Please could you give us a general introduction of the electricity power sector in Nigeria, the current challenges you are facing and your current projects?
The power sector in Nigeria has sadly been affected by the neglect of social development over time. From 1979 to 1999, there were no infrastructural developments in terms of funding in the power sector. If you look at the population in 1979 and the population level 20 years later, there is a huge difference. Power can be looked at in terms of demand and supply. Demand has almost doubled. Infrastructure in the power sector is really capital intensive. Over time, nothing has been done. Population growth and economic growth have come in, and demand has increased. In 1999 it was clear that there was a big gap between the supply and demand for power supply. The level of expectations was high.
Electricity determines the growth of the country. It affects everything and everyone. Over time, by 1999 the then government realised that power was an issue that had to be faced. A technical board was created which worked on the existing infrastructure and looked at the weaknesses to push power to a certain level. The then chairman of the technical board, Senator Liyel Imoke became the Minister of Power. It became very clear that we had to sustain investment in the power sector. The gap was already wide, so we needed serious investment to bridge the gap. Nigeria has a huge population and it is still in its infancy, and this implies that there is a lot of potential. So demand is not waiting for supply to catch up – demand is increasing. This means that even when you bridge the gap, you have to ensure that you continue to invest. Supply needs to be more than demand. We needed a project that would have an impact on the power situation in Nigeria.
A body called the Nigeria Delta Power Holding Company was created to drive National Integrated Power Project (NIPP), a whole approach to improving generation, transmission and distribution infrastructure. The funding for this project is to come from the revenue of the oil and gas industry. The three owners are the federal, state and local governments, which form a steering committee headed by the Vice President. Each of the geographical zone and state look up to their governors and the Minister of Power for adequate power allocation. We are presently working on the generation, transmission and distribution network infrastructure as well. That is why it is called integrated – that is looking at the whole chain of the industry, not just concentrating on generation. It adds a certain value when it reaches Nigerians and the population. You cannot leave anything undone.
The product has to be transported from the generation point through the transmission lines network to the distribution companies (retailer) who sell and collect revenue. We are a distributor. In power there is a solid link, and that is why we have to complete that chain. If not, we will not be able to add value. That is why the Minister was confident enough to say that by December we should have enough improvements in power. Going forward, by 2015 the issue of power will have been significantly addressed. As I said before, what we require is more than what we are getting now. The vision 20-20-20 concerns making Nigeria a top 20 economy by 2020 and power is the key to driving this. The federal government is doing a lot as far as power is concerned.
Gas is a key issue and that is why the World Bank is assisting us by providing support in terms of guarantees for gas to power. Gas has to be moved to areas where it is required for power generation. The two ministers of Power and Petroleum are working hand-in-hand.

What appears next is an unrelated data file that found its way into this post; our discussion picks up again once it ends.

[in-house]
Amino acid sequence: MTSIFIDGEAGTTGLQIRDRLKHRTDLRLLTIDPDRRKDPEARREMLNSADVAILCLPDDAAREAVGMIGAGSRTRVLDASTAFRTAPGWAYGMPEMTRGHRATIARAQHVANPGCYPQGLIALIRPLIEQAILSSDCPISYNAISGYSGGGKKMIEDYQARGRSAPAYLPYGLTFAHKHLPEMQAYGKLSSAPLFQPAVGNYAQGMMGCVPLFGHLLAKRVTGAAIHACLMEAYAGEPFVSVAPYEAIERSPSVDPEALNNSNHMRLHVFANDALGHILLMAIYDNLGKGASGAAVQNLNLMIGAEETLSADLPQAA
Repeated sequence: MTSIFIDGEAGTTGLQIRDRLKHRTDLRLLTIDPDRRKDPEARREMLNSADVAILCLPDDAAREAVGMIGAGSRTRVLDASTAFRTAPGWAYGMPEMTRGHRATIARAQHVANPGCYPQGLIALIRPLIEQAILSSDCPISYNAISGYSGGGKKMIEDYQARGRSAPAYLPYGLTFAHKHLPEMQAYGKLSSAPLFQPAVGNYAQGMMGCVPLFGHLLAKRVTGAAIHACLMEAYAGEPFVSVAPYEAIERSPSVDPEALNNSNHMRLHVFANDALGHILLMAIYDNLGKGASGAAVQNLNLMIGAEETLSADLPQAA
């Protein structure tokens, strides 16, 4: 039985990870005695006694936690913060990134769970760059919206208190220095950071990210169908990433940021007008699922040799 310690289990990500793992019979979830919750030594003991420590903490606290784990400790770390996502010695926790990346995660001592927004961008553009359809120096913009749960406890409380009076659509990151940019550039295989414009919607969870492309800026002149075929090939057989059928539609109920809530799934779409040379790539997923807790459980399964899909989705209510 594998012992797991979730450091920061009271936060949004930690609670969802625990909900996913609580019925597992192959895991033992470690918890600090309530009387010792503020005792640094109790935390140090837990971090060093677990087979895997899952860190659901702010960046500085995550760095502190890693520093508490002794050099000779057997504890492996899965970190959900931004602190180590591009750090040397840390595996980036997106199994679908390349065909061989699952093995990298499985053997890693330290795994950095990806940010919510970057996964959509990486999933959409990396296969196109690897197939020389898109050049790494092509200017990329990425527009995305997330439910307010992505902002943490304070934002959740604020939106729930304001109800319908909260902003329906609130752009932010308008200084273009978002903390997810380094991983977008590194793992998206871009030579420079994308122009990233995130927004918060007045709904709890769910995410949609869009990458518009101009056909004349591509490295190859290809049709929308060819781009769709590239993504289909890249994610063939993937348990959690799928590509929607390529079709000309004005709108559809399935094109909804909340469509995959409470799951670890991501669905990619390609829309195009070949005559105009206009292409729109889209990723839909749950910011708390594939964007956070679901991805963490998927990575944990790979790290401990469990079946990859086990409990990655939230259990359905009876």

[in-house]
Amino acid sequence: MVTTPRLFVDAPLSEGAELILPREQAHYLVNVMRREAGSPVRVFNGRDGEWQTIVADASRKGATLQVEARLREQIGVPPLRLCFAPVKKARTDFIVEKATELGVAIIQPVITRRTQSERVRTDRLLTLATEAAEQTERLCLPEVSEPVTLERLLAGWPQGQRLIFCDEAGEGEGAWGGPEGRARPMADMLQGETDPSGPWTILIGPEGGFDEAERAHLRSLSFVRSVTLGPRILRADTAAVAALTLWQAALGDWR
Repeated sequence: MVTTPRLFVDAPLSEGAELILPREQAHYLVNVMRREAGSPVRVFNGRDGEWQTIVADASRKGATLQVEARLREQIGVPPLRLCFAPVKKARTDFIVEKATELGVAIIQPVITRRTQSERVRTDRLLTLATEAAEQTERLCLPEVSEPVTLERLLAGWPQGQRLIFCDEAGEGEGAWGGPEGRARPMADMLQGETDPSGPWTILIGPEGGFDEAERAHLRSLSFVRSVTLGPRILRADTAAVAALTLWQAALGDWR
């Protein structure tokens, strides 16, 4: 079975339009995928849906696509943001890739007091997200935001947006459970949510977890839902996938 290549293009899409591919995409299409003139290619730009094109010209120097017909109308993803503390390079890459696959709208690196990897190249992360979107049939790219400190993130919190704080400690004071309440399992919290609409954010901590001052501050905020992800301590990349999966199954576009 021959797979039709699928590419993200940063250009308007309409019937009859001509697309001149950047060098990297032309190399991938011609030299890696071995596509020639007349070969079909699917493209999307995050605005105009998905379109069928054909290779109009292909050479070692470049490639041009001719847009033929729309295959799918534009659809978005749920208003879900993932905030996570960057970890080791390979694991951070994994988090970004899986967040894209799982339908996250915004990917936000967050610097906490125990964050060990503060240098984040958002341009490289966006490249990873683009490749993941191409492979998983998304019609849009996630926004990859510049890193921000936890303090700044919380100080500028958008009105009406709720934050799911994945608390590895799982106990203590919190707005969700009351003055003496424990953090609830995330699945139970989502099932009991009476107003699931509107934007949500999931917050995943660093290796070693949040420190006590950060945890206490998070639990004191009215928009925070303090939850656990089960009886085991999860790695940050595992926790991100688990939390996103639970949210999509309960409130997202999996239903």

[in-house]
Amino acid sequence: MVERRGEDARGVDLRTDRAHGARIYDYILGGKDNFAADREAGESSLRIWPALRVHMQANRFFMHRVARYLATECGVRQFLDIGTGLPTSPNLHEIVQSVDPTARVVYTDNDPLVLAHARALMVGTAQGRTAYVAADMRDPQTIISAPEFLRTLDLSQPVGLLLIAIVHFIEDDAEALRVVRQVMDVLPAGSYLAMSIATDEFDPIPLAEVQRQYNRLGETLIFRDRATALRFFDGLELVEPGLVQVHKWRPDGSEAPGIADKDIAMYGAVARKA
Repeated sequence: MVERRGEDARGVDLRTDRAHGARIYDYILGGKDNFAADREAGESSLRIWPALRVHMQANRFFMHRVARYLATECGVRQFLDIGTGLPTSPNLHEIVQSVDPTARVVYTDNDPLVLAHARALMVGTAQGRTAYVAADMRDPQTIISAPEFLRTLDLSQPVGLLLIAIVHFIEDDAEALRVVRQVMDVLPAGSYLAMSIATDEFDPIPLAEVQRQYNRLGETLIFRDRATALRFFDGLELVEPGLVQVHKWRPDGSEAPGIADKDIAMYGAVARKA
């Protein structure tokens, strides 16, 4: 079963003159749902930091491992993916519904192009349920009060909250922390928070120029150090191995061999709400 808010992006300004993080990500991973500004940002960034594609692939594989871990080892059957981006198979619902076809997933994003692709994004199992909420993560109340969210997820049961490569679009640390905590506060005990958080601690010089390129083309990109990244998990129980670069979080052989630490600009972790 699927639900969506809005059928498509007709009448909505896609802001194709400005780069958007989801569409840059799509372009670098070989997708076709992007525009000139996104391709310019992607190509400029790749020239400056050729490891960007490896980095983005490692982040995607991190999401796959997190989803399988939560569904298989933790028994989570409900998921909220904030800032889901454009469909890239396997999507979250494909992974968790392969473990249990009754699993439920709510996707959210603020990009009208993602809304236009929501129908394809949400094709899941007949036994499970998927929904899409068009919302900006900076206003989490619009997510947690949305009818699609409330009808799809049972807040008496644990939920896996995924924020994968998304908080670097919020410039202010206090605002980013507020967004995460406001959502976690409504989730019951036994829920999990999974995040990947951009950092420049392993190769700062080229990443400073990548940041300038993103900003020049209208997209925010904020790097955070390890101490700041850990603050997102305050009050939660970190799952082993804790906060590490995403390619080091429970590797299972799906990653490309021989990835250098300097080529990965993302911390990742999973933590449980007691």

Coming into the reforms, you need efficiency and funding. As I said earlier, there was a huge gap in power infrastructure development to a stage where it was a big embarrassment for everyone who has worked in the power sector. Nigerians are not getting the power, and expectations are very high. Talking about the reforms act in 2005, which was sent to be passed by the legislature and assented to by the President of Federal Republic of Nigeria and is being now implemented. It concerns bringing adequate funding into the power sector. As a result of high demand and the limited resources of the government, we need external funding. For us to be successful, we need to be on the same level as the rest of the world. By the grace of God, we have a government that is very determined, focused and that believes in the people and that is why that law was passed.
The reform has reached the advanced stages now. We have a vertically integrated company. We have about 18 successor companies – six in generation, one in generation, and 11 in distribution. Port Harcourt is one of them. The CEOs were appointed to run the affairs. You need to have a regulator, however, to say what the standards and expectations are. Recently the federal government established a board for the Nigerian Bulk Electricity Trading Company. What we are doing now is vesting contracts, because we do not have enough generation to reach everybody. For investors to come in, the tariff is an issue. They do not cover costs of operations. But a tariff increase has to follow a process which the regulator is dealing with at the moment. If an investor is going to come in, they are going to do their investor analysis, and they will work out that there is guaranteed return on their investment. If they buy from the Independent Power Producers (IPPs), the bulk trader is looking at that. The essence of this now concerns instilling confidence amongst investors in the power sector so they are sure of their return on investment. The Government is committed to ensuring that the power sector problem is resolved.
Do you agree with the CEO of the Nigerian Electricity Regulatory Commission’s assumption that the second multi-tariff order will be addressed by the end of the year, which will make operators more efficient and more profitable?